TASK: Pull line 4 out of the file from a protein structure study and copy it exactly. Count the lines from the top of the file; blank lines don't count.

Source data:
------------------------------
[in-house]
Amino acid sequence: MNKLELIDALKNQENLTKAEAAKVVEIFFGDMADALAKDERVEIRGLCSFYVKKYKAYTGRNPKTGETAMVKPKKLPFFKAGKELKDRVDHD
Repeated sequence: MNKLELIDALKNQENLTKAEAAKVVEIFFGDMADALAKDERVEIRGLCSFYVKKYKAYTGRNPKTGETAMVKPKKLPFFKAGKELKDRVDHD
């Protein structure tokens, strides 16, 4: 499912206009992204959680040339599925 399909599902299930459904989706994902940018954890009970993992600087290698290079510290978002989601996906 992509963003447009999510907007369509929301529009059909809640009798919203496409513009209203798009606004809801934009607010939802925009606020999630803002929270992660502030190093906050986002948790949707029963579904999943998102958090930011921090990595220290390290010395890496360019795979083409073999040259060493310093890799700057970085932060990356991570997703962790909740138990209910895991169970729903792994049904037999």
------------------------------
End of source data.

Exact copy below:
């Protein structure tokens, strides 16, 4: 499912206009992204959680040339599925 399909599902299930459904989706994902940018954890009970993992600087290698290079510290978002989601996906 992509963003447009999510907007369509929301529009059909809640009798919203496409513009209203798009606004809801934009607010939802925009606020999630803002929270992660502030190093906050986002948790949707029963579904999943998102958090930011921090990595220290390290010395890496360019795979083409073999040259060493310093890799700057970085932060990356991570997703962790909740138990209910895991169970729903792994049904037999």